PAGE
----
Suspended seats and resigned rebels: Syria's ex opposition chief to address AL at Doha
Syria’s resigned opposition chief Moaz al-Khatib said he would make a speech “in the name of the Syrian people” at the Arab summit in Doha, in a statement on Facebook.
“After performing (morning prayers) and consulting many trustworthy figures among them (the opposition’s envoy in Qatar) Nizar al-Haraki, I have decided to make a speech in the name of the Syrian people at the Doha summit,” Khatib said in a statement on his Facebook page.
Haraki told AFP that Khatib, who resigned on Sunday as head of the National Coalition, would head the Syrian opposition delegation filling the seat of Syria, which has been suspended from the League, at the summit starting Tuesday.
There have been several conflicting reports released in the run up to the summit. But, it still remains unconfirmed whether the seat at the Arab body will be handed over to the Syrian opposition.
Reactions from those supporting the Syrian regime have started to circulate, with Damascus already slamming the Arab League over its reports it handed Syria’s seat to the opposition forces. Damascus said the Arab League had rewarded “bandits” and “thugs.”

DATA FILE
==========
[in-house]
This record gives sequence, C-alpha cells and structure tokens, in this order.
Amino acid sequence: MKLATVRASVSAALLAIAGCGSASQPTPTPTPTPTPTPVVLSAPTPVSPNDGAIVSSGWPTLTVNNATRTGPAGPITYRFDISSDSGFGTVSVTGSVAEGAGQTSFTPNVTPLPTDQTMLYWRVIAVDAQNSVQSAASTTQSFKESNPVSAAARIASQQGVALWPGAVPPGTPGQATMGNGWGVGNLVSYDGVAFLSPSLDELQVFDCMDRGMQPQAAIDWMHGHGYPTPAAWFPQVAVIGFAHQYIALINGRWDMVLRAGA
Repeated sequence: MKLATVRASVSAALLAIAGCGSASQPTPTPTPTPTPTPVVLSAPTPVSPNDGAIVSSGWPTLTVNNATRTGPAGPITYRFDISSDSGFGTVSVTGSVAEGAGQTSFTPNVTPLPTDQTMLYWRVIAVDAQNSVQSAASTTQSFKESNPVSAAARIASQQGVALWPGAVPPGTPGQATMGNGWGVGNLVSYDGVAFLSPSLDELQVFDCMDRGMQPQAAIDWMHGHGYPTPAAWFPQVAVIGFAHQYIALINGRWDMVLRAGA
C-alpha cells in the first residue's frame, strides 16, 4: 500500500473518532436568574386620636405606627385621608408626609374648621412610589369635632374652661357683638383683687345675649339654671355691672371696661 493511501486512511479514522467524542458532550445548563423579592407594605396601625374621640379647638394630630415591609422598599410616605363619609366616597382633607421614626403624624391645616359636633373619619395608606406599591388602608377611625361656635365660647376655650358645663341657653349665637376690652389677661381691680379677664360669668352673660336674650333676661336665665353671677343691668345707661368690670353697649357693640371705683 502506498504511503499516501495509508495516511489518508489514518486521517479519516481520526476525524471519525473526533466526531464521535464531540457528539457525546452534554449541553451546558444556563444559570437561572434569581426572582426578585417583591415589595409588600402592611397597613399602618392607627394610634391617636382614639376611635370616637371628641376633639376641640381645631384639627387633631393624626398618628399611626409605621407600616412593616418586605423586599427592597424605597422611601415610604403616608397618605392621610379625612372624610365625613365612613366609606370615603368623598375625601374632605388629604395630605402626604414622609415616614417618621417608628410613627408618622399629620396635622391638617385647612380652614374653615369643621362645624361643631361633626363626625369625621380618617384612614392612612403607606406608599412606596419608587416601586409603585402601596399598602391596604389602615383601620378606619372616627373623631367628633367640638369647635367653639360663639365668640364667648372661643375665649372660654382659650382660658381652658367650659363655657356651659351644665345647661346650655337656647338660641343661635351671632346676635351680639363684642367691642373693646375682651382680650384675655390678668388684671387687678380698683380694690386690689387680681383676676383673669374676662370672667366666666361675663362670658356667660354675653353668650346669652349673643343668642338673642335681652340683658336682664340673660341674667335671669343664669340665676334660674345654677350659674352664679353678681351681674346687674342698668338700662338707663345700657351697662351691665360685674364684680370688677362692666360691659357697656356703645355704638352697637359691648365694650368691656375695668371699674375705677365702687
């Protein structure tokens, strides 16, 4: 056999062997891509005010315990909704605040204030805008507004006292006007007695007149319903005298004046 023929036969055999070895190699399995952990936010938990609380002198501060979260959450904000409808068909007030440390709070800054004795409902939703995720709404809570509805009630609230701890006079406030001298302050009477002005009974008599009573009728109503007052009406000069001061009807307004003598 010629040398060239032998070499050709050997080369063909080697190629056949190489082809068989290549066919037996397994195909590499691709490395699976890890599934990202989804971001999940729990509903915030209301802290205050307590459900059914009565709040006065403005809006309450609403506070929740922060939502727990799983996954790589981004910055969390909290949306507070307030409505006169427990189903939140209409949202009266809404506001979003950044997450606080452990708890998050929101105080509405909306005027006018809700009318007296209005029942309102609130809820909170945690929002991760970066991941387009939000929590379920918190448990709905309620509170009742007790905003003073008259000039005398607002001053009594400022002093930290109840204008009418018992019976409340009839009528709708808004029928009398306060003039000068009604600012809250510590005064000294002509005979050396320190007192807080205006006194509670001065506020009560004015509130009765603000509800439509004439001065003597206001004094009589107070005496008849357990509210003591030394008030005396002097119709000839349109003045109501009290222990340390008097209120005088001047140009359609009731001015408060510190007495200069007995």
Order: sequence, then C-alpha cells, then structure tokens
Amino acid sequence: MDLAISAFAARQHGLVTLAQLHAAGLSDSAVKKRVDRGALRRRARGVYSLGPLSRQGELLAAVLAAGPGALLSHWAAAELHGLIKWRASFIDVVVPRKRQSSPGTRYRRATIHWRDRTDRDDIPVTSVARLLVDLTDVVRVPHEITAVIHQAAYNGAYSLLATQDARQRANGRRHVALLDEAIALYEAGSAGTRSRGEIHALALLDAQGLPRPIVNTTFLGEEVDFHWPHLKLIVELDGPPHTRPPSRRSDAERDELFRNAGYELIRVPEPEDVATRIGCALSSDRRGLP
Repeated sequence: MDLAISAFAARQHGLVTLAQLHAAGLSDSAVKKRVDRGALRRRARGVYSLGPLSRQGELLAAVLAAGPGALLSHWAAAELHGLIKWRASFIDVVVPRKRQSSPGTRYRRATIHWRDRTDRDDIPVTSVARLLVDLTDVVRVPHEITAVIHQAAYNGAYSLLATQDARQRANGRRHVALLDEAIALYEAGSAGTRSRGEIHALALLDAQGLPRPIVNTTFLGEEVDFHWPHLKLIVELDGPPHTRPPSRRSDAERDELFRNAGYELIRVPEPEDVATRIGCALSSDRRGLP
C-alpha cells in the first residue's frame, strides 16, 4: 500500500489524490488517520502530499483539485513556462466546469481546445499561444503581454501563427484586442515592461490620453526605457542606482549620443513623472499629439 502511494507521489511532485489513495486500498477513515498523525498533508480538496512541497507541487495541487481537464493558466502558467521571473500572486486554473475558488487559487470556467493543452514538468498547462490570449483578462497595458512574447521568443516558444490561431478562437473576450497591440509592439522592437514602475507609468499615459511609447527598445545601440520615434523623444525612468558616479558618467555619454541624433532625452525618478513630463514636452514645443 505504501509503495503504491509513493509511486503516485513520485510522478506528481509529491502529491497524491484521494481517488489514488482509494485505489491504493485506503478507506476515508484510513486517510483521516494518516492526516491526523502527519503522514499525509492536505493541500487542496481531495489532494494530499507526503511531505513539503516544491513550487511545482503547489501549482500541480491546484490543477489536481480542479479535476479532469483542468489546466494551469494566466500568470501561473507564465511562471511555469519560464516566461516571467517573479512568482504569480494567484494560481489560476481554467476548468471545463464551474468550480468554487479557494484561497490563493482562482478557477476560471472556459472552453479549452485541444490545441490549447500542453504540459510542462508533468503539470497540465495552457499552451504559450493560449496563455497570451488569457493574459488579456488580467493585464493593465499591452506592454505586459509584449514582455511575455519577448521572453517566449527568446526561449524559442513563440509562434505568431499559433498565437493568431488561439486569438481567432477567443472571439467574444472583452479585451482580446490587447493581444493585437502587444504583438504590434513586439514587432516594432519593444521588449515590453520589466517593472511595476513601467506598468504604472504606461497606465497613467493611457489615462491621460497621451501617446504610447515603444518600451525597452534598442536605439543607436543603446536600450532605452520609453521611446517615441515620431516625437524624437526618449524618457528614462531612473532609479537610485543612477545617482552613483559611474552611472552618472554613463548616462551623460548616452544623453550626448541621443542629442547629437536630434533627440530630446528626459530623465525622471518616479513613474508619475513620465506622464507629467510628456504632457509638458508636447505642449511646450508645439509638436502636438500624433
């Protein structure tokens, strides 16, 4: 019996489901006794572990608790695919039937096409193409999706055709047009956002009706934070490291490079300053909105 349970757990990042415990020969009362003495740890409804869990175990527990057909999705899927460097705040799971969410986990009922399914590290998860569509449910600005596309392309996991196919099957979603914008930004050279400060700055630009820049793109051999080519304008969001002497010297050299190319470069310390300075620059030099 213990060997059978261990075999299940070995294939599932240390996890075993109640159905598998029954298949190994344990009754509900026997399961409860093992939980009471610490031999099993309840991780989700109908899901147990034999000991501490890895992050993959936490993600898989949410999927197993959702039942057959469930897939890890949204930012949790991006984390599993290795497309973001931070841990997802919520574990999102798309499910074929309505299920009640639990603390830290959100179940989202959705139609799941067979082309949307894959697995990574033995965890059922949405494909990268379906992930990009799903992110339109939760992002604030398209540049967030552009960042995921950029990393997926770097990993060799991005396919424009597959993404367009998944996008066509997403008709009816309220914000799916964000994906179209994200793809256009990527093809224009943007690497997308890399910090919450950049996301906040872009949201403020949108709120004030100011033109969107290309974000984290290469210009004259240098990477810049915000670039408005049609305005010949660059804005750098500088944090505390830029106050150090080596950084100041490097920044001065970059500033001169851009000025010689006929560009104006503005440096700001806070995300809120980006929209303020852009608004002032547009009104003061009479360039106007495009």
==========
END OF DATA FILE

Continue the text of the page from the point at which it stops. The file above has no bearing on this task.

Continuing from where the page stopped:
“The League has handed Syria’s stolen seat to bandits and thugs, to the (opposition) Coalition which thinks it can sit in the name of the Syrian people,” the official Al-Thawra newspaper said.
“They have forgotten that it is the people who grant the powers and not the emirs of obscurantism and sand,” the paper added, in an apparent reference to key opposition supporters Qatar and Saudi Arabia.
The Arab League summit opening Tuesday in Doha “will take place under Qatari supervision with the main goal to finish off Syria. They forget... that the Arabs, without Syria, would not be real Arabs,” the paper said.
Syrian state television station Al-Ikhbariya added in the same vein that “the drums of treason echo in Doha.”
“Qatar wants to bypass the rules of the Arab League by giving the seat of a founding member of the League to a coalition that obeys only the money and fuel of the Gulf and submits to American dictates,” the station said.
The Arab League on March 6 called on the coalition “to form an executive body to take up Syria’s seat” and attend the summit, although Iraq and Algeria have expressed reservations, while Lebanon has distanced itself from the decision.
Since then, the coalition has elected a prime minister who is set to choose an interim government.
The League announced on Nov. 12, 2011 that it was suspending Syria after its regime failed to implement an Arab deal to end violence against protesters.
The move came after the regime of President Bashar al-Assad launched a bloody crackdown on dissent which has since morphed into a civil war in which more than 70,000 people have so far died, according to UN figures.